As part of our Mexican cultural exchange project, founder and artistic director Jonathan Miller is traveling to Mexico to conduct musical research, visit archives, and meet and confer with choral directors and composers. Enjoy his travelogue!
May 18 – Day 2
Not much time to write, as we have been so busy today! I will let the pictures tell the story, mostly. We hit the cathedral, and while walking past I got my first sighting of an organ grinder, who kindly let me hold the crank while Jorge took a picture.
(1) We visited the Templo Mayor, an archaeological museum that excavated the site of the former Aztec temple, literally a block away from the Cathedral. This was amazing.
(2) We went to the zocalo,the huge public square, and watched hundreds of Mayan/Aztec-inspired dancers and drummers who literally did their thing for hours.
Here’s Jorge with a big drum that someone was using.
(3) We had lunch at a rooftop restaurant that had a great view of the zocalo and the cathedral.
(4) We took the cathedral tower and bell tour, the highlight of which was the ringing of the two huge bells, one in each tower. After three initial slow bell rings, the tour guide flew through fifty “gongs” of the huge bell. Turns out that the number 50 is important in Eastertide. Then he did the same thing in Tower #2. The cathedral is awesome.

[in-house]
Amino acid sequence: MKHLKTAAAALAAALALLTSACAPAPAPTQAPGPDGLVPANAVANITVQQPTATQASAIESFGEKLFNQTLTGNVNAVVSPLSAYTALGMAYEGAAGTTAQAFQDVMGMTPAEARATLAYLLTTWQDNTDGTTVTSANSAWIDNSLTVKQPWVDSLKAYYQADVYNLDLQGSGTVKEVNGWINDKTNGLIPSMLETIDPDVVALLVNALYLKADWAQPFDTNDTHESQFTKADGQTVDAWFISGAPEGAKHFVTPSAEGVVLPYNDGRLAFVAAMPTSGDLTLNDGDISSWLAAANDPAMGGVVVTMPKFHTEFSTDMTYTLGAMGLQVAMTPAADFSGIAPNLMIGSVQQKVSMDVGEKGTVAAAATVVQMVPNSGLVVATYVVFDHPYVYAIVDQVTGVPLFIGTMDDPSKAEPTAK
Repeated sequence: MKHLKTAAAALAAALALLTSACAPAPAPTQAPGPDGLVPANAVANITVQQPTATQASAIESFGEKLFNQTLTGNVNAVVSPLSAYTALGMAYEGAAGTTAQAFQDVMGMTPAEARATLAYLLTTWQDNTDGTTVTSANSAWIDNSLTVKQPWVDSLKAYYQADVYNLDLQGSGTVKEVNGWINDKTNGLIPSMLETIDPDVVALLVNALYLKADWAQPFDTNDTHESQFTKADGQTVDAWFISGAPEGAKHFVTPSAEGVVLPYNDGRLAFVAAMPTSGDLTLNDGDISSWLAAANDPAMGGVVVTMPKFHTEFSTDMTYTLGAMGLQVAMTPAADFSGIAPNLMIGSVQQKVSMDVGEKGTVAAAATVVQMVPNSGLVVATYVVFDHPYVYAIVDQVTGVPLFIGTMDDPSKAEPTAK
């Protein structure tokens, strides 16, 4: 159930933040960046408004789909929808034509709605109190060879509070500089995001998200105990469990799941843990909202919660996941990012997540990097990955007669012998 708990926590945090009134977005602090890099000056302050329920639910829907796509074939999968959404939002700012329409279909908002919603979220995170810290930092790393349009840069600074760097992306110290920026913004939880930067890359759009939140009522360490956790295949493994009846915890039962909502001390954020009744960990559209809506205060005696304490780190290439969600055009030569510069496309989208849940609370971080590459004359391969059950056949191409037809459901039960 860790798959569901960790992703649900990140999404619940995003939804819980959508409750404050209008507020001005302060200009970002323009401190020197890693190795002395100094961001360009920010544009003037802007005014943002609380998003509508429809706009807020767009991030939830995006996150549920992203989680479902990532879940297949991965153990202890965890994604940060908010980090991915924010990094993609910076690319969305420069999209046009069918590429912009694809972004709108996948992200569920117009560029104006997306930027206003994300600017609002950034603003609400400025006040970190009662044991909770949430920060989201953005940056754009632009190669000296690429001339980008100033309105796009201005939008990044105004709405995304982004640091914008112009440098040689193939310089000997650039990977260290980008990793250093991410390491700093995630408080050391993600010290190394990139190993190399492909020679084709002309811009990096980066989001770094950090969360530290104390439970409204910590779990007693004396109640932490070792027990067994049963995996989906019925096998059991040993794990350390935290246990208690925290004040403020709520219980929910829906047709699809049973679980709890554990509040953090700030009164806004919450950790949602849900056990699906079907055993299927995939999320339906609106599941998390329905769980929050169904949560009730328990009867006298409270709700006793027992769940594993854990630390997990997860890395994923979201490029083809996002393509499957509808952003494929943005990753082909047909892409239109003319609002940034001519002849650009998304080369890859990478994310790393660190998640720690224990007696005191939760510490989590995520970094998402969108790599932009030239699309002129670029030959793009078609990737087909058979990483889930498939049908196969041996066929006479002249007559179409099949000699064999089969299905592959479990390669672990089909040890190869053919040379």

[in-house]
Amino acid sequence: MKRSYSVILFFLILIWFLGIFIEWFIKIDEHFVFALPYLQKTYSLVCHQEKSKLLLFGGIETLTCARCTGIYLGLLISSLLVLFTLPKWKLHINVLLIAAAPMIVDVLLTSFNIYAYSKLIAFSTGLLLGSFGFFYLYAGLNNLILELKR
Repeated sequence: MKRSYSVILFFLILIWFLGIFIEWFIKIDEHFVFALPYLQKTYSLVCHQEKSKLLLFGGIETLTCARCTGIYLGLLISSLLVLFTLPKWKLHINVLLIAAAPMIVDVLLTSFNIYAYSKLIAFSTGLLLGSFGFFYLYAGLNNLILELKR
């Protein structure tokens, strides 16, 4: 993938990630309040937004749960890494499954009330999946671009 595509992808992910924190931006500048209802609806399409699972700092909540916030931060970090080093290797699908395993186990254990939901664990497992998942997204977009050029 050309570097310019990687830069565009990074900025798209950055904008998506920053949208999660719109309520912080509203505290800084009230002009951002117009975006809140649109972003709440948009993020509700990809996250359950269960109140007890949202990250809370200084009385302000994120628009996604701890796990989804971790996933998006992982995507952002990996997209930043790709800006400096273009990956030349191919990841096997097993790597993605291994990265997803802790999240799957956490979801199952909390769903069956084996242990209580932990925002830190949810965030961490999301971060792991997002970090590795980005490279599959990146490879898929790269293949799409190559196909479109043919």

(5) We walked to the Museum de Bellas Artes and saw a cool exhibit about the history of male nudes. The exhibit was quite popular and very well done. (6) Jorge took me to the Palacio de las Bellas Artes, the big performing-arts venue that includes the home of the Ballet Folklórico de México, one of the crown jewels of the arts scene here. I bought some CDs of traditional Mexican melodies in the gift shop, as well as some whimsical postcards of dressed-up skeletons, riffing on the ever-popular motif of the Day of Dead. There’s one that looks like a spoof of American Gothic!
My Spanish is getting better, just being here. Late in the day, I told Jorge that I need a break… my brain was just hitting the wall of not being able to absorb more in this relatively new language (for me). So we switched to mostly English, and when I felt like I could handle it, I switched back to Spanish again. I am able to express about 60% of what I want to say in Spanish, which feels pretty good. The part that is harder is keeping up with people, though if I ask them to slow down I can catch a lot more of it. Mexicans talk more quickly than Cubans, for example.